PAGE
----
Stadiums to be EURO centrepiece

Stadiums will be a major focus of attention at UEFA EURO 2020, and must have the best possible facilities and operational conditions available to host matches at the tournament, the first EURO Stadium Operator Workshop has heard.

Participants at the workshop
Participants at the workshop ©UEFA

With 13 months remaining until the 12 UEFA EURO 2020 host stadiums are operationally transferred to UEFA, the first Stadium Operator Workshop at the House of European Football in Nyon focused on establishing a thorough understanding of the roles and responsibilities of all involved parties.

The workshop, which was held on 10 and 11 April, was attended by both stadium representatives and LOS (Local Organising Structures) officials from the 12 host cities, and also provided the opportunity for various EURO 2020 projects to formally present their roles, deliverables and responsibilities in advance of the final tournament.

"The stadium is the centrepiece, the main focus of attention, and they need to be at their best to host UEFA EURO 2020," said UEFA Events SA operations director Sharon Burkhalter-Lau, in opening the event. "Everything about the stadium matters and it matters to us.

"Although we have worked closely with the stadiums to create customised solutions for their specific situations, the work ahead now is to create consistency of experience for the spectators and all the parties working at the stadiums," she added.

"The spectators need to have the same expectations in relation to the bag policy, and the working staff need to have the certainty that the same procedures apply across the venues."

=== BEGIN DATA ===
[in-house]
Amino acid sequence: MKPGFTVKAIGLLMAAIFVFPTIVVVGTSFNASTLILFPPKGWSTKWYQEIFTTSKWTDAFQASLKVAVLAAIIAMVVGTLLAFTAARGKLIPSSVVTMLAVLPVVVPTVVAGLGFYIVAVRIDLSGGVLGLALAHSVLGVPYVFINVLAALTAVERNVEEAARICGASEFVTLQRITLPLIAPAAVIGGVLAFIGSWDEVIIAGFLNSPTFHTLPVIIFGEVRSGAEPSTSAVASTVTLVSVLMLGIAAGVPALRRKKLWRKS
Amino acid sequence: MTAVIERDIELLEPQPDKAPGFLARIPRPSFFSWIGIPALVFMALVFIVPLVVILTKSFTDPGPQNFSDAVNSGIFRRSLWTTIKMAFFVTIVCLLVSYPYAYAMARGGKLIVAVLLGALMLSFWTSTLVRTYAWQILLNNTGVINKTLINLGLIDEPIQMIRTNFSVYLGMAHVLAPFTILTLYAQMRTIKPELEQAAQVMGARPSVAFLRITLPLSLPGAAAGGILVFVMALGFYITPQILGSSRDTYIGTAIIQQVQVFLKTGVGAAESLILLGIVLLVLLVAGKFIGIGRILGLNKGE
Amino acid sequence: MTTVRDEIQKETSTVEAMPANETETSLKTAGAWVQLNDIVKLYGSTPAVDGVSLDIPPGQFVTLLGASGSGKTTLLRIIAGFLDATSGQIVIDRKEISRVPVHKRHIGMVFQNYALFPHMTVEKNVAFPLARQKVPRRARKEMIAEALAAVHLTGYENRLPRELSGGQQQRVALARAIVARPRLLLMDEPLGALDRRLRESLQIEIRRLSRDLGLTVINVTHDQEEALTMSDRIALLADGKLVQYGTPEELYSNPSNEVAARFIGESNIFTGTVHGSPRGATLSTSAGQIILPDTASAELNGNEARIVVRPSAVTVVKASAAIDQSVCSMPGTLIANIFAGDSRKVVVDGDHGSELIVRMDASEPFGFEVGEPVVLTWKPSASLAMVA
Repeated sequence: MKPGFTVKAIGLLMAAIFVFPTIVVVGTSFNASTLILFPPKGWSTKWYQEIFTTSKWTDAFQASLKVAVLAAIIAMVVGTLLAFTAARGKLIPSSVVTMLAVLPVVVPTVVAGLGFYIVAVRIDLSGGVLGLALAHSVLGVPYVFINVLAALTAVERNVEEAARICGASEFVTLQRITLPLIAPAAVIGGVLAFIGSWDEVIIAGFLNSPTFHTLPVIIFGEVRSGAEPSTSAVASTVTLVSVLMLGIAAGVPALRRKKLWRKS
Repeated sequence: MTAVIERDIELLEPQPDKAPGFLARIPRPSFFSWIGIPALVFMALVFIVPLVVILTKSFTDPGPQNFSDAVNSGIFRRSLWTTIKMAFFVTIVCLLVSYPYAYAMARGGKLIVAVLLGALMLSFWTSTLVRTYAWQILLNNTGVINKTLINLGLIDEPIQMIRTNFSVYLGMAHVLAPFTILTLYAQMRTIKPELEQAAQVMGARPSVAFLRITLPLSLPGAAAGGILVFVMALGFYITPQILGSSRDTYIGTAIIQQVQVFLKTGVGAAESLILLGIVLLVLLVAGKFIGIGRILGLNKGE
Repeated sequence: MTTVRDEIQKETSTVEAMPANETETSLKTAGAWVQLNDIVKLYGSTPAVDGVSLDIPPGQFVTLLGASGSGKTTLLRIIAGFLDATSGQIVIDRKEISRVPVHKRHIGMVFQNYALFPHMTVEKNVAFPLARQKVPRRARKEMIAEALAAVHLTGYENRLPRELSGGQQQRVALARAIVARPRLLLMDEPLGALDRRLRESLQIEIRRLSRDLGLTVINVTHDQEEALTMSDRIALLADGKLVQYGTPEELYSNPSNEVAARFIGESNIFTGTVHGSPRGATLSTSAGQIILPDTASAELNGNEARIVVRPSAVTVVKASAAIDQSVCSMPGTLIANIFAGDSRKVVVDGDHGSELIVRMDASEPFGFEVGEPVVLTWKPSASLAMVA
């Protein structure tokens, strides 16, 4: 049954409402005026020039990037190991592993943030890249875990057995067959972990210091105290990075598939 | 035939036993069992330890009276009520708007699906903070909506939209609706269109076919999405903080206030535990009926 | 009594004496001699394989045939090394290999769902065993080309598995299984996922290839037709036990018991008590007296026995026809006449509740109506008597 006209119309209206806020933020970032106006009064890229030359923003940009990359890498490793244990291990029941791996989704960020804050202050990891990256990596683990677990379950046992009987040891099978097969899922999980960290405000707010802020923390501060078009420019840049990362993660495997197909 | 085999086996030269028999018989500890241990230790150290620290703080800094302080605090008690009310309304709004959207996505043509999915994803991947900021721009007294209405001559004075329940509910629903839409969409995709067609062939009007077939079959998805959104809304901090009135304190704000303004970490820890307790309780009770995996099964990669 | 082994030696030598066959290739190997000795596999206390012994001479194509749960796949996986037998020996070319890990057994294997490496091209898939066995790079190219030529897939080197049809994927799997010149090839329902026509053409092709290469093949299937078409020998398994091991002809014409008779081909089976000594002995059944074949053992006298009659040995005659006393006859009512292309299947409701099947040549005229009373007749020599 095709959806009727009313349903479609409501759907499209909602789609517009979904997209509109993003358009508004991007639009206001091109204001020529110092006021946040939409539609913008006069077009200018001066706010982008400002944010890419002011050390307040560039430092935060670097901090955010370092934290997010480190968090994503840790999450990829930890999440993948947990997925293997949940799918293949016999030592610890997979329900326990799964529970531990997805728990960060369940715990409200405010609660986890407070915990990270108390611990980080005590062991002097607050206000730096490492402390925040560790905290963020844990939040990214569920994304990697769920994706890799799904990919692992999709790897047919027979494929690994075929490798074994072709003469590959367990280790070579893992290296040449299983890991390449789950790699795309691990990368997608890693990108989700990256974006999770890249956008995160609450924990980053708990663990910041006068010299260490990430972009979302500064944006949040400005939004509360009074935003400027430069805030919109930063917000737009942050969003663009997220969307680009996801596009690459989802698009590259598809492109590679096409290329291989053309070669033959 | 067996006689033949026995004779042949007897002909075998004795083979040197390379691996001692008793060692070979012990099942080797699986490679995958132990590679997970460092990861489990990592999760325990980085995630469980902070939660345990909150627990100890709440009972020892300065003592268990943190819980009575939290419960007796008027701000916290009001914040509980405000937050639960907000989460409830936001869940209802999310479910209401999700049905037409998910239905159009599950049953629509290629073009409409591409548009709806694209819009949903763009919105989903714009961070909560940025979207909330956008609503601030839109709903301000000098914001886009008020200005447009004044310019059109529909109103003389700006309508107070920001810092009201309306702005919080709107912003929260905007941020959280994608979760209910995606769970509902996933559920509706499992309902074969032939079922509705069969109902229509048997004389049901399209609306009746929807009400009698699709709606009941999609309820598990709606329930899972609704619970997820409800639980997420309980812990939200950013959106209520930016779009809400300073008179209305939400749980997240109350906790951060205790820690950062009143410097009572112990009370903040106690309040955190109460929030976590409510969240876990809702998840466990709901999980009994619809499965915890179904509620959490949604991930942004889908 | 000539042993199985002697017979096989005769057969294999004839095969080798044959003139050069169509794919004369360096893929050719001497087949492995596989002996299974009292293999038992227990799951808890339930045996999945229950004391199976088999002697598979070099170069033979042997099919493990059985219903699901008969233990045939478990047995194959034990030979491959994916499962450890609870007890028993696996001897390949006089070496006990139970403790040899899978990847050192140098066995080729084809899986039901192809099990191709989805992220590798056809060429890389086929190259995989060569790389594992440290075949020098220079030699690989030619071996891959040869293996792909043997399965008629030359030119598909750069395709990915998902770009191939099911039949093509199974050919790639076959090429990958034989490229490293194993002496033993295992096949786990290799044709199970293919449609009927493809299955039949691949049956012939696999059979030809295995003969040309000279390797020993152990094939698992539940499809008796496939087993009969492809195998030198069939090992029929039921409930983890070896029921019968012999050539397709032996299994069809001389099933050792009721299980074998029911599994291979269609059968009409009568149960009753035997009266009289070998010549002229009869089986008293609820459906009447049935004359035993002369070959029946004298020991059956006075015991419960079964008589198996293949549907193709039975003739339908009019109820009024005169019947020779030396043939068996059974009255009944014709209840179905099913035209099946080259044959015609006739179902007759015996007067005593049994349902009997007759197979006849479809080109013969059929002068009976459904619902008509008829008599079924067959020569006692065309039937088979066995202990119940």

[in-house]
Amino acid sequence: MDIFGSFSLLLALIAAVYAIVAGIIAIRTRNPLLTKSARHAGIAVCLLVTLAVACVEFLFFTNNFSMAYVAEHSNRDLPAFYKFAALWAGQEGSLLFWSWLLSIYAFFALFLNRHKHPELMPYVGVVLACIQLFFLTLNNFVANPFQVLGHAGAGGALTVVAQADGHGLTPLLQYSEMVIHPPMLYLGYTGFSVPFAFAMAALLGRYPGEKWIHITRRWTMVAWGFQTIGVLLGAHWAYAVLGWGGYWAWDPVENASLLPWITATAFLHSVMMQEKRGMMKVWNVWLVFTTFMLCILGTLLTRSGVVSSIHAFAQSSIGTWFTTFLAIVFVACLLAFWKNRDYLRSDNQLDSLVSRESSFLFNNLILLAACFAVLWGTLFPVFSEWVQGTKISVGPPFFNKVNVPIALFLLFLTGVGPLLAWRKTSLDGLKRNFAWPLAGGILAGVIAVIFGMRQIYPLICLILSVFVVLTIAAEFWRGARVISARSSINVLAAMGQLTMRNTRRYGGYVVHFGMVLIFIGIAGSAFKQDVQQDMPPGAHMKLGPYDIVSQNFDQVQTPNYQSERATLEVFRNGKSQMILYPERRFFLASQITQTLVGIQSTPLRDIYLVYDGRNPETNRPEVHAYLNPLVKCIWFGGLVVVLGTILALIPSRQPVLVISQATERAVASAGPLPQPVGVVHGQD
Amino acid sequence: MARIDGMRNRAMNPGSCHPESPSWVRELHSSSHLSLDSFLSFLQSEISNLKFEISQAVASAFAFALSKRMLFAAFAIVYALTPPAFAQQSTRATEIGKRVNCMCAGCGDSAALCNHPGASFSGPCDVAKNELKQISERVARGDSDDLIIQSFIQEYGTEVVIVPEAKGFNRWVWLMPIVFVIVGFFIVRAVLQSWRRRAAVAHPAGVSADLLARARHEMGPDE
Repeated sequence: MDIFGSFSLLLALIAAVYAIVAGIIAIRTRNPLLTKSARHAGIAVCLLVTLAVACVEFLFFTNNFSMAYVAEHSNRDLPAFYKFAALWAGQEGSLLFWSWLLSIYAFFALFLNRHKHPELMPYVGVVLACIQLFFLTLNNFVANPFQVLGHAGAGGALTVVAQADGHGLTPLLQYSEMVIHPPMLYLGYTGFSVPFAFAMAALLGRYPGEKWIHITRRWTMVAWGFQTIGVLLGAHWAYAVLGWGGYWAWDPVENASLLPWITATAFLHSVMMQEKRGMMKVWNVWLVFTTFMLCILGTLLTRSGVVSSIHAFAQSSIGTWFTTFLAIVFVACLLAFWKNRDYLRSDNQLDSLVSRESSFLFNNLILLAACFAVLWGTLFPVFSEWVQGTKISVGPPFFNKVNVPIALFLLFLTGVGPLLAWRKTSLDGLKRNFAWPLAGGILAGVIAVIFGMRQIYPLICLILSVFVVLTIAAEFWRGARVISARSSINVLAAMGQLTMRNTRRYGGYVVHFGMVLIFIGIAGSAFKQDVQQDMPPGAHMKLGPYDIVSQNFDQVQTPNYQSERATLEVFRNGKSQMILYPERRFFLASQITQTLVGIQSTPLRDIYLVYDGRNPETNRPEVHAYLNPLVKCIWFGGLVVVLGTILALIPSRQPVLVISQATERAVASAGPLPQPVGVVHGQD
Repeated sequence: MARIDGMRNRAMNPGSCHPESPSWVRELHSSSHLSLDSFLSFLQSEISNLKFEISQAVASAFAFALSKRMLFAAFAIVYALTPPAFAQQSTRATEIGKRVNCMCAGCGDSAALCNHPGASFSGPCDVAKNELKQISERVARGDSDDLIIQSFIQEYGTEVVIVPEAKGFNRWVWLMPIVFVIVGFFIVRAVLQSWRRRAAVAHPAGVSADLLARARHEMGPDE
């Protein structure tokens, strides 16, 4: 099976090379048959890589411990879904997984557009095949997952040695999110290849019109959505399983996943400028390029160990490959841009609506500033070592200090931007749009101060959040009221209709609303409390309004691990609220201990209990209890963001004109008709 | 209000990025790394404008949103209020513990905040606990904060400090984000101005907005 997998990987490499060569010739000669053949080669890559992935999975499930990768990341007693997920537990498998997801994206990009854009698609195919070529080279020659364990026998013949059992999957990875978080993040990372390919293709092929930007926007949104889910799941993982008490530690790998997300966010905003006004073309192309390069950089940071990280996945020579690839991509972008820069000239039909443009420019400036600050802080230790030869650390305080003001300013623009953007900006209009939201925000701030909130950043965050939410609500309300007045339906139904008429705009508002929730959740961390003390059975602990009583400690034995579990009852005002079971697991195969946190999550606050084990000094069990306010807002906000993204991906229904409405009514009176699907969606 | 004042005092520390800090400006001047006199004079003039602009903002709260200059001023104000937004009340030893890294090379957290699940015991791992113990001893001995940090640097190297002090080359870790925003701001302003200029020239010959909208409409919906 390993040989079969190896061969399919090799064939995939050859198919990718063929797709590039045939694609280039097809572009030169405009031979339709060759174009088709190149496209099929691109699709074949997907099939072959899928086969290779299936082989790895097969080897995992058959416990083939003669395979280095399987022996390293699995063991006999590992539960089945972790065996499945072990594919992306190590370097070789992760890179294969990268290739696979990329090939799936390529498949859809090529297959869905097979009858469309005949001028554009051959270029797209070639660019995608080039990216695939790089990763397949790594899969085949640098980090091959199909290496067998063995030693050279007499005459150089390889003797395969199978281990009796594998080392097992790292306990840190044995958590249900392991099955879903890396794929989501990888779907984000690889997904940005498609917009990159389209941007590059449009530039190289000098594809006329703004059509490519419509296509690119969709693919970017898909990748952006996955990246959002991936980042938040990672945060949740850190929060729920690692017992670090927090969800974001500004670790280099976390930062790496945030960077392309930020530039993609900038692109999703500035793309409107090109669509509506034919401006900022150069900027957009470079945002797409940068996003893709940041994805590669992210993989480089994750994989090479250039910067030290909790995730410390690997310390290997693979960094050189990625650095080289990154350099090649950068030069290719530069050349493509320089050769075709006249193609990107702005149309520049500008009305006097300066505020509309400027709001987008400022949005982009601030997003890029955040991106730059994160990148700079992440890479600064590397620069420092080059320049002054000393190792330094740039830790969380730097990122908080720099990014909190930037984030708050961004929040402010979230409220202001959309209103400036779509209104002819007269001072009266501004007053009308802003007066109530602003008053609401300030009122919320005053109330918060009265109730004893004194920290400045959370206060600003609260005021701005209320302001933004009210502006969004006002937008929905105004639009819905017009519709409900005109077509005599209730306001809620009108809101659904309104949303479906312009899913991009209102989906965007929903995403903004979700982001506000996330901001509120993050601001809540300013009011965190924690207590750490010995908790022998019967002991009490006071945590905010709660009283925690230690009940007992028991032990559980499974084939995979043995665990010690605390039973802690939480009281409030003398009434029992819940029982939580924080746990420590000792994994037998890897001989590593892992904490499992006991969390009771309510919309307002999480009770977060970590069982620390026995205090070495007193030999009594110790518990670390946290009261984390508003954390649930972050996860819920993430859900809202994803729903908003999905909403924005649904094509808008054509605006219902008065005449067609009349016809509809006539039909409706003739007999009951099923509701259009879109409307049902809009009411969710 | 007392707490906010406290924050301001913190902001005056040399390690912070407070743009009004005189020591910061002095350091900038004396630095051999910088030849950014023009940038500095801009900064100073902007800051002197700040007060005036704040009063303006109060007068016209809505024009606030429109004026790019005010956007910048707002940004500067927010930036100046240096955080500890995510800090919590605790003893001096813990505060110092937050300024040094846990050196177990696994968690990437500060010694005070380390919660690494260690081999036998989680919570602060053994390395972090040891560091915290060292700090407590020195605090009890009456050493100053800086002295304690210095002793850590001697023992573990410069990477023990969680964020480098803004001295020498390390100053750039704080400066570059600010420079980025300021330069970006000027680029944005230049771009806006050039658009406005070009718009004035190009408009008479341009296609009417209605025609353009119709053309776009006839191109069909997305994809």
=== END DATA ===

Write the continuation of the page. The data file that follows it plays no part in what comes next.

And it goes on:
Over and above the record quantity of spectators attending matches at UEFA EURO 2020, 140,000 accreditations, 2,300 hospitality guests per match and 1,000 volunteers per venue will need to be accommodated during the finals, and these numbers illustrate the scale of this complex operation.

It is anticipated from a venue management perspective, that successful functioning of stadiums can only be achieved through thorough planning such as the creation of scaled overlay maps and plans, to on-site venue preparation masterplans and working visits. To date, three working visits have been completed per venue, with two more visits still to be scheduled in Summer 2019 and Spring 2020, in order to ensure a seamless service for all UEFA stakeholders throughout the entire preparation phase.

"A challenge for venue operations is to keep the balance between the different entity's expectations and deliveries," said Andreas Schär, UEFA Events SA head of venue operations. "Another challenge is the distance, and because the venues are in 12 different countries, quick fixes are now more difficult to implement than in France for EURO 2016."

The workshop also provided the platform for an information exchange between stadium operators who face different challenges in their individual markets, and the opportunity to learn from past experiences. Having helped to deliver UEFA EURO 2016, Pierre Duprat, who acted as head of events at the Stade de Lyon during the last UEFA European Championship, presented the challenges and key learnings faced in 2016.

"Important areas to consider are employees, accreditations, access/deliveries, media requirements and the availability of office space," he advised. "But by hosting matches at UEFA EURO 2016, in Lyon we have had the opportunity to also improve the stadium's infrastructure. This has also allowed us to be prepared for the unforeseen, but this could only have been achieved through constant and consistent communication between the UEFA venue team present on site and the stadium operator.

"This was the recipe for success for us when operating the stadium in 2016, and it remains the case when hosting an event on this scale."

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